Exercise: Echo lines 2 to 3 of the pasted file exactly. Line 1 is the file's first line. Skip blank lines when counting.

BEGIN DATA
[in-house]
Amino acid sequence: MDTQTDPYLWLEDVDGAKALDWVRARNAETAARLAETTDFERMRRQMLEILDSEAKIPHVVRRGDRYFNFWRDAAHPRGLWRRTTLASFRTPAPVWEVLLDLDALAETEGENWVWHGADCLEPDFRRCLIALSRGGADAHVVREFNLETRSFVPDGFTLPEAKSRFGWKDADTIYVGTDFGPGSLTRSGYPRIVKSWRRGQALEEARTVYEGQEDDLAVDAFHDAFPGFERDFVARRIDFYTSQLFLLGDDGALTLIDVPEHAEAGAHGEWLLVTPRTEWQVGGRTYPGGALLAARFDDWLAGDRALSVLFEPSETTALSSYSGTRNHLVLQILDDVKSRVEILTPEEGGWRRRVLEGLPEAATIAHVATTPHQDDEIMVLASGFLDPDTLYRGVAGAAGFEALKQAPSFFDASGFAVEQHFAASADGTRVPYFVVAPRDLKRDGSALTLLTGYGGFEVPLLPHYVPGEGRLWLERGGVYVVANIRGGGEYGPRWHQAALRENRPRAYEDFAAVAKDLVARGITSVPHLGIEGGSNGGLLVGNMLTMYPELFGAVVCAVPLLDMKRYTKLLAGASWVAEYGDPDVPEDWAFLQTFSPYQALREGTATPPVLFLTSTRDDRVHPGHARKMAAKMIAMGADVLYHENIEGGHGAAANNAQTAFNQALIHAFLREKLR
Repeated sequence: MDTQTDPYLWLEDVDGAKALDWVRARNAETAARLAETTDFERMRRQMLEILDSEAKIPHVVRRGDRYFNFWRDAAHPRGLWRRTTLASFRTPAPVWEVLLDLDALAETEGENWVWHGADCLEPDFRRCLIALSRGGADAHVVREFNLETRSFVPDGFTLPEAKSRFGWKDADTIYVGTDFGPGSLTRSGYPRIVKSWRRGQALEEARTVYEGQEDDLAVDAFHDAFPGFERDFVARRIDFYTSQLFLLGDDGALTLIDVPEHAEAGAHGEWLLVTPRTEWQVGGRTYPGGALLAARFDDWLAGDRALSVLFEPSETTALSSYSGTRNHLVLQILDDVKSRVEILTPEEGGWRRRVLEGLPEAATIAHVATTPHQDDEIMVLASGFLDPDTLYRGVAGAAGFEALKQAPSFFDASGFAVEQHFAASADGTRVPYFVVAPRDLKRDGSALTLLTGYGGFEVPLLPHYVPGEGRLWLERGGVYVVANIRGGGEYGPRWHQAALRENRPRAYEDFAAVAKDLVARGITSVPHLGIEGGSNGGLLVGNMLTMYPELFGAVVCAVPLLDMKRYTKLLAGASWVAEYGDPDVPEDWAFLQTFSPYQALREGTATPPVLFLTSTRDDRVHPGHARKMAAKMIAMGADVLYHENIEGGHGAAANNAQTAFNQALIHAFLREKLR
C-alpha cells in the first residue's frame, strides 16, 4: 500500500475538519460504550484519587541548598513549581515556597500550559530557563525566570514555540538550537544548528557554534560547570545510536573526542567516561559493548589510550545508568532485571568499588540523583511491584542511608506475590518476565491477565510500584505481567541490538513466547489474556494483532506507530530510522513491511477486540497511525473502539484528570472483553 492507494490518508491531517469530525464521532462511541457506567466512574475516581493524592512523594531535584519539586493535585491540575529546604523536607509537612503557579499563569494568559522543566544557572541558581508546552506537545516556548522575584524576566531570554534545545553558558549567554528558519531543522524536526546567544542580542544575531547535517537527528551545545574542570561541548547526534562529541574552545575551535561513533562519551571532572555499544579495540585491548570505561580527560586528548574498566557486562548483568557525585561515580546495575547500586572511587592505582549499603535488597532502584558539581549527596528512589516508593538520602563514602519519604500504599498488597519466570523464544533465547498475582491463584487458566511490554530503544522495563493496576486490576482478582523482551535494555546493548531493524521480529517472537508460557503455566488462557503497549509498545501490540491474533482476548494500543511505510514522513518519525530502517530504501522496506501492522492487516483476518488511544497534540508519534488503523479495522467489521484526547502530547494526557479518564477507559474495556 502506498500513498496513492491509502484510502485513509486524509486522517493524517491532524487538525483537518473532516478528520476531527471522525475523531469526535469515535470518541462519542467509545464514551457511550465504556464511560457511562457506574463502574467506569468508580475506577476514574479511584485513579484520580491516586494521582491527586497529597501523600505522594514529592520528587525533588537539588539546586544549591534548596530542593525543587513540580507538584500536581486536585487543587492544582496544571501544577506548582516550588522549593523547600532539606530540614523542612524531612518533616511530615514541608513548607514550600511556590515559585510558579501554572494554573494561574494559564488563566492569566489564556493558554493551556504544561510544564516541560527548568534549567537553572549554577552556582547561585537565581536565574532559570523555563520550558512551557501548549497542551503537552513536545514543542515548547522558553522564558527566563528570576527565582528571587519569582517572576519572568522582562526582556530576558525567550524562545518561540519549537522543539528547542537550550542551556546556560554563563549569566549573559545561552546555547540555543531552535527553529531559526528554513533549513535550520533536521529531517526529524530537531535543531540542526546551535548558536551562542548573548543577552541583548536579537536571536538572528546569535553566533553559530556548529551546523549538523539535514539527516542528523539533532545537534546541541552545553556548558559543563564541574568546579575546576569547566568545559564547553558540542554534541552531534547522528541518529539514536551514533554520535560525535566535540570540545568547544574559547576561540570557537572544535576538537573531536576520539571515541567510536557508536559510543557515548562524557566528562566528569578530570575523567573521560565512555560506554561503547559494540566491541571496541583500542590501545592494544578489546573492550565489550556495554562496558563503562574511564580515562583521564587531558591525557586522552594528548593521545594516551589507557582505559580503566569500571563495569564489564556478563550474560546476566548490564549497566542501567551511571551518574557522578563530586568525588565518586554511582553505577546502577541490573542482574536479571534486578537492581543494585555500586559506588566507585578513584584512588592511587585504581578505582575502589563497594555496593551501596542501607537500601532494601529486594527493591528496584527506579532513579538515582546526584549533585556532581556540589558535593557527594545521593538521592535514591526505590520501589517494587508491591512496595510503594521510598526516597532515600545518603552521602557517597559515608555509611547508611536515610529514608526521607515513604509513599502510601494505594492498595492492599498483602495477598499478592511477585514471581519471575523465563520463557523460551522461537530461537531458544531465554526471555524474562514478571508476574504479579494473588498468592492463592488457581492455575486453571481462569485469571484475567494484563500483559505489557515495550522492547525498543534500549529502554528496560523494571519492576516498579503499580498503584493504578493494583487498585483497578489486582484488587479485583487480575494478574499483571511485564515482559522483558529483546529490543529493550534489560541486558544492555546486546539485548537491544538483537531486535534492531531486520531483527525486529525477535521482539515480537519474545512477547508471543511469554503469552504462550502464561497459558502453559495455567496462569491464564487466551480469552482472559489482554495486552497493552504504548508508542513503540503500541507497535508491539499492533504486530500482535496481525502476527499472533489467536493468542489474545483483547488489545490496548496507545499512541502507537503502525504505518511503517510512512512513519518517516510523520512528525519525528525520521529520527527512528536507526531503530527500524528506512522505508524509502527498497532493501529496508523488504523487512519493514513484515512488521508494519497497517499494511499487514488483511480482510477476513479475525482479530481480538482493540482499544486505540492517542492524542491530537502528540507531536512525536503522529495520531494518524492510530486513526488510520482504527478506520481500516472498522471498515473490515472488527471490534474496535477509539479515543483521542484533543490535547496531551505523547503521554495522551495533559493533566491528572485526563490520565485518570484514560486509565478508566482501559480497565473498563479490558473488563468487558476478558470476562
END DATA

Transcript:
Amino acid sequence: MDTQTDPYLWLEDVDGAKALDWVRARNAETAARLAETTDFERMRRQMLEILDSEAKIPHVVRRGDRYFNFWRDAAHPRGLWRRTTLASFRTPAPVWEVLLDLDALAETEGENWVWHGADCLEPDFRRCLIALSRGGADAHVVREFNLETRSFVPDGFTLPEAKSRFGWKDADTIYVGTDFGPGSLTRSGYPRIVKSWRRGQALEEARTVYEGQEDDLAVDAFHDAFPGFERDFVARRIDFYTSQLFLLGDDGALTLIDVPEHAEAGAHGEWLLVTPRTEWQVGGRTYPGGALLAARFDDWLAGDRALSVLFEPSETTALSSYSGTRNHLVLQILDDVKSRVEILTPEEGGWRRRVLEGLPEAATIAHVATTPHQDDEIMVLASGFLDPDTLYRGVAGAAGFEALKQAPSFFDASGFAVEQHFAASADGTRVPYFVVAPRDLKRDGSALTLLTGYGGFEVPLLPHYVPGEGRLWLERGGVYVVANIRGGGEYGPRWHQAALRENRPRAYEDFAAVAKDLVARGITSVPHLGIEGGSNGGLLVGNMLTMYPELFGAVVCAVPLLDMKRYTKLLAGASWVAEYGDPDVPEDWAFLQTFSPYQALREGTATPPVLFLTSTRDDRVHPGHARKMAAKMIAMGADVLYHENIEGGHGAAANNAQTAFNQALIHAFLREKLR
Repeated sequence: MDTQTDPYLWLEDVDGAKALDWVRARNAETAARLAETTDFERMRRQMLEILDSEAKIPHVVRRGDRYFNFWRDAAHPRGLWRRTTLASFRTPAPVWEVLLDLDALAETEGENWVWHGADCLEPDFRRCLIALSRGGADAHVVREFNLETRSFVPDGFTLPEAKSRFGWKDADTIYVGTDFGPGSLTRSGYPRIVKSWRRGQALEEARTVYEGQEDDLAVDAFHDAFPGFERDFVARRIDFYTSQLFLLGDDGALTLIDVPEHAEAGAHGEWLLVTPRTEWQVGGRTYPGGALLAARFDDWLAGDRALSVLFEPSETTALSSYSGTRNHLVLQILDDVKSRVEILTPEEGGWRRRVLEGLPEAATIAHVATTPHQDDEIMVLASGFLDPDTLYRGVAGAAGFEALKQAPSFFDASGFAVEQHFAASADGTRVPYFVVAPRDLKRDGSALTLLTGYGGFEVPLLPHYVPGEGRLWLERGGVYVVANIRGGGEYGPRWHQAALRENRPRAYEDFAAVAKDLVARGITSVPHLGIEGGSNGGLLVGNMLTMYPELFGAVVCAVPLLDMKRYTKLLAGASWVAEYGDPDVPEDWAFLQTFSPYQALREGTATPPVLFLTSTRDDRVHPGHARKMAAKMIAMGADVLYHENIEGGHGAAANNAQTAFNQALIHAFLREKLR